Slide 31 : Current trends II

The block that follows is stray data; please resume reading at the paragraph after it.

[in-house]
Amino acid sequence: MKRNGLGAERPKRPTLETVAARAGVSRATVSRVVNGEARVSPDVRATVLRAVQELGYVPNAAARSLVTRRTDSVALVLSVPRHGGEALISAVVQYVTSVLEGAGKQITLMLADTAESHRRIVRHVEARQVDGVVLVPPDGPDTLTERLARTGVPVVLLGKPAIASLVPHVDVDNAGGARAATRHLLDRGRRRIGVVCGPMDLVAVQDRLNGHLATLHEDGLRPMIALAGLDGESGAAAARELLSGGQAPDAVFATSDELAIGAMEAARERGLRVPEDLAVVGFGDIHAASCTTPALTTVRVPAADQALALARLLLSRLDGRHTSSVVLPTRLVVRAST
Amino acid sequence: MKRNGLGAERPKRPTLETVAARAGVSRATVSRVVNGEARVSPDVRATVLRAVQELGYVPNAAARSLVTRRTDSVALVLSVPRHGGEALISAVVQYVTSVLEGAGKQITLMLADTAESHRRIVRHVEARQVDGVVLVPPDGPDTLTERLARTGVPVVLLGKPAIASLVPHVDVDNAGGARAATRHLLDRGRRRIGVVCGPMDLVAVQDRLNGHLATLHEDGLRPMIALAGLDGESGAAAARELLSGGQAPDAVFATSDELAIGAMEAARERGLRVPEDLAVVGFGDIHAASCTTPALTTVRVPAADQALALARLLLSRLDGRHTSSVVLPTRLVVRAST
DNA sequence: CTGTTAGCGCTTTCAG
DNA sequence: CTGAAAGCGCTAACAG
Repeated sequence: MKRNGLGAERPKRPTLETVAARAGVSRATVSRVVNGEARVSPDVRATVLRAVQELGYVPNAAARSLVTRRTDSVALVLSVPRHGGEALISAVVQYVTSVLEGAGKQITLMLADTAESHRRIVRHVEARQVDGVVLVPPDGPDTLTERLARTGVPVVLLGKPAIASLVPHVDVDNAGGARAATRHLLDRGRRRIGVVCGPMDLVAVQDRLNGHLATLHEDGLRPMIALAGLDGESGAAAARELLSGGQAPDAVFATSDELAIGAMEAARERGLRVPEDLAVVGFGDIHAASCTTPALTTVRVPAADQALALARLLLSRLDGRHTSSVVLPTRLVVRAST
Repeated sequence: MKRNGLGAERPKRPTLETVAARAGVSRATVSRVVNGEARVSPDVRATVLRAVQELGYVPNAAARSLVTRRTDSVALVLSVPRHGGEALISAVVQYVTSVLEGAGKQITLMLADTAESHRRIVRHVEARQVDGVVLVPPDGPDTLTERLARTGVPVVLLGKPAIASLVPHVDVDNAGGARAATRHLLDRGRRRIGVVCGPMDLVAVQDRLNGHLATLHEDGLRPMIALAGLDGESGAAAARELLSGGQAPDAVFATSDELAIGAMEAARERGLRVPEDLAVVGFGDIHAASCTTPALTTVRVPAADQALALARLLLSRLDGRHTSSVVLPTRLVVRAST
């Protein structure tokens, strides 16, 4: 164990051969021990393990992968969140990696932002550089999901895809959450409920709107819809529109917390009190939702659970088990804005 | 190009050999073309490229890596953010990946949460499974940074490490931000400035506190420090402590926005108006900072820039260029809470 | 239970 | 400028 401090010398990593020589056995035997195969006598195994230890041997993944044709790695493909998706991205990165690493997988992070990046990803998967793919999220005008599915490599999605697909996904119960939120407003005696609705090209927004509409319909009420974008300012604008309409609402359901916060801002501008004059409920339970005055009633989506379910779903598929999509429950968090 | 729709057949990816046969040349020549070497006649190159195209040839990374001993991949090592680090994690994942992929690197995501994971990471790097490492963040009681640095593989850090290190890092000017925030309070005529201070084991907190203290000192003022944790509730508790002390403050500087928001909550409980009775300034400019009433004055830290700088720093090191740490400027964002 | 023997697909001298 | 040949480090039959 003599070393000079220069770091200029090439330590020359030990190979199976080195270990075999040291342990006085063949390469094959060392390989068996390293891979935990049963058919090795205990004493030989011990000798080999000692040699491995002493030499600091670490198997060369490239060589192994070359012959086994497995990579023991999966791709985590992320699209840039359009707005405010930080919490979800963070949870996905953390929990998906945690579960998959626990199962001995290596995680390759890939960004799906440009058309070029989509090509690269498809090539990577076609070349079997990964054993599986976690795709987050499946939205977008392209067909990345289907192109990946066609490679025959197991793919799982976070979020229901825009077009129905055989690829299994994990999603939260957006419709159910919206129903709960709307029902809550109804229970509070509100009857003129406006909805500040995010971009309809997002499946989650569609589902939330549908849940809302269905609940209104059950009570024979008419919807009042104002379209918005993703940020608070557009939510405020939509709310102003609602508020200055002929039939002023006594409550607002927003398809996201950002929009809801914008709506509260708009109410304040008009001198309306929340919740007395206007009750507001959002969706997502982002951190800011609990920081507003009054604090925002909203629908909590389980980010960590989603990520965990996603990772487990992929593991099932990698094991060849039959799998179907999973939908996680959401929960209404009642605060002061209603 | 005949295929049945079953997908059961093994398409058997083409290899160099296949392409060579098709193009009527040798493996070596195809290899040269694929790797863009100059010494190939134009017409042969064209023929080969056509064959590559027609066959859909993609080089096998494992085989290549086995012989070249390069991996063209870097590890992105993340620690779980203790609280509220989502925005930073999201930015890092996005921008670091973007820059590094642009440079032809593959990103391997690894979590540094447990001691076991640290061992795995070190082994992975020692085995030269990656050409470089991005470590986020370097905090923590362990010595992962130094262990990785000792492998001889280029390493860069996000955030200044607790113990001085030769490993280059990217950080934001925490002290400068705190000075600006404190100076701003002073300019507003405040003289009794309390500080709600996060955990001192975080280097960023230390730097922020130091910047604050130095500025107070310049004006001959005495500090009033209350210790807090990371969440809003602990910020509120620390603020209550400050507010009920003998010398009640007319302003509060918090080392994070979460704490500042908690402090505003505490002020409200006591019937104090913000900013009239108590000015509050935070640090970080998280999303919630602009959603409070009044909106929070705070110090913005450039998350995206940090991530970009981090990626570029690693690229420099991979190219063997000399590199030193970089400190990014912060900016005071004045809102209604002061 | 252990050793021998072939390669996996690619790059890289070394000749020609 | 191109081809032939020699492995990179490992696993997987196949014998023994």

A new trend, particularly in the communal areas is to see conservation as part of a community development initiative. This is often referred to as community-based natural resource management (CBNRM), and the idea is to link development and conservation through joint management efforts. This is happening in the conservation arena around game reserves, and also in the forestry arena around what is often referred to as joint forestry management. A common vehicle to achieve this is through community public private sector partnerships, for instance through private sector running a game lodge on communal land with joint profit sharing between the community and the private investor. A number of countries have national CBNRM programmes, such as the CAMPFIRE programme in Zimbabwe, and similar programmes in Botswana and Namibia. A similar trend is the formation of conservancies. As was pointed out earlier, the location of current conservation areas in southern Africa is anything but strategic. Currently there's a new trend towards strategic conservation planning, where complex computer models and facilitation is used to identify the best areas for conservation. In many cases this is supported through international funding, such as GEF funding, but in South Africa there are a number of current initiatives where strategic conservation is being considered. This includes the CAPE programme in the Fynbos, the SKEP programme on the Wild Coast and the STEP programme. There are a number of global trends impacting on conservation. One of the main ones is habitat fragmentation through land use transformation. This is particularly true for the high agricultural areas in the country. Global warming is also becoming a reality. As a consequence of global warming, many species will lose their current habitats, or their habitat will move in space to a new area. The current rate of global climatic change is far too fast for evolutionary adaptation.